By Joe Korba
I have a tendency to get nostalgic this time of year. The holiday season always makes me reflect and get a little sentimental. I take stock of all the good and the bad that has happened since this time last year. I also think of Thanksgivings and Christmases past, the family and friends that are no longer with us. It can sometimes be a melancholy exercise, reminiscing, but there is so much to be thankful for, and so much to look forward to in the future, that I never slip into the easy traps of cynicism or pessimism.
This past year I was struck by what a great community our paper has the opportunity to serve. So many of the people we work with are selling products, or holding events, for charity. Our readers are truly some of the most civic-minded and giving people I’ve ever had the pleasure of meeting. The “Blue Mountain Blowout” event back in September was a perfect example of this charitable spirit. Over the course of a few hours we raised hundreds of dollars and collected over 225 pounds of food for the NL Food Bank. Who says that neighbors don’t look out for one another anymore? That’s what I’m thankful for this year, the wonderful community that supports the Gazette and, most importantly, each other.
Below I’ve included an article sent to me by Reverend Roger Rinker, of Lehigh Township, who takes the idea of charity and helping one’s neighbors global with his Operation: A Vision ministry. Rev. Rinker and other missionaries travel to impoverished nations and help the poor in any way that they can. Rev. Rinker can be reached at email@example.com.
By Rev. Roger Rinker
Why do some people do what they do? For some, it may be a compulsion, for others it may be the love and compassion of God.
Having helped build housing for earthquake victims in Fond Paresien, Haiti on my last mission trip, I did not hesitate when I received an invitation to return. The project this time was to help build a new marketplace. The marketplace’s importance cannot be overstated. The families living in Fond Paresien currently have nowhere to sell any crops they grow, cattle they’ve raised, or products they’ve made. It is also a place where people can start a business and ultimately give employment to hundreds of impoverished people.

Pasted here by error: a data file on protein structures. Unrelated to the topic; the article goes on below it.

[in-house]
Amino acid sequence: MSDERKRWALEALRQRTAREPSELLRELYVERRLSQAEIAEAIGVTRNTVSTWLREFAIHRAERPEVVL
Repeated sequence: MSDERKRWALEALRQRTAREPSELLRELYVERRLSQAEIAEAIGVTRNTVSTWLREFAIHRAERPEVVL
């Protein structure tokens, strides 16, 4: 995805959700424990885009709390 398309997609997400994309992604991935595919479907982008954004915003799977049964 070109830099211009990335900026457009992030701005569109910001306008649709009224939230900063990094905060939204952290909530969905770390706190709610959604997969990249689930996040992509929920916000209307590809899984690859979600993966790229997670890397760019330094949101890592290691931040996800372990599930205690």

The mission was accomplished, in spite of Super Storm Sandy, which pounded the area, dumped more than 20 inches of rain in one day and completely cut off the Love A Child Mission headquarters where I was staying for several days. During the six weeks I was there, myself and another person cleared 16-acres of land that was previously covered in pecan trees (not the nut-bearing kind, pecan in Creole means “sticker” or “thorny”) and cactuses, dug drainage ditches and built roads so that the market would be accessible.
The roots of the trees we were excavating are extremely valuable. The hardwood, if processed properly, will create some of the most expensive charcoal available. Because of this, the locals all wanted to be the first to lay their hands on a precious stump. They would actually jump in front of the bulldozer I was operating to claim their prize. Of course, when more than one person thought a stump was rightfully theirs a dispute would arise. Did I mention that nearly all of the Haitians, young and old, male and female alike, were carrying machetes that when not being used to chop wood could make very effective weapons?
One day, a deaf woman had an altercation with a very possessive man who also laid claim to a large stump I had just uncovered. A tug-of-war erupted, with the woman’s young daughter coming to her mother’s aid. The man became aggressive with the young girl, causing the mother to become very defensive. She placed her daughter in the midst of a circle she drew on the ground with a machete and threatened the man with the sharp bladed weapon, daring him to cross the line. Knowing that she clearly meant business, he walked away defeated and stump-less. It really made me think about how far you would go to protect a loved one.
During my time in Haiti, which I will carry with me forever, I faced many challenges: crossing temporary bridges that had been heavily damaged by the hurricane, riding in taxis through floodwater that poured in through the doors and nearly covered the hood while trying to catch the once-a-week flight from Port Au Prince to New York City. I was sprayed with hot hydraulic oil when a line on the dozer broke. We had to brave the streets of the capitol city during a riot while we transported an orphan to the airport so she could get life saving heart surgery in NYC. The citizens of Port Au Prince were rioting for food, building roadblocks, and throwing burning tires into the street but we still managed to get her to the airport.
Three children died from malnutrition during my stay on the island, people were rioting because they had no food to feed their families, many earthquake refugees still living in tests are dying. But, God is still in control.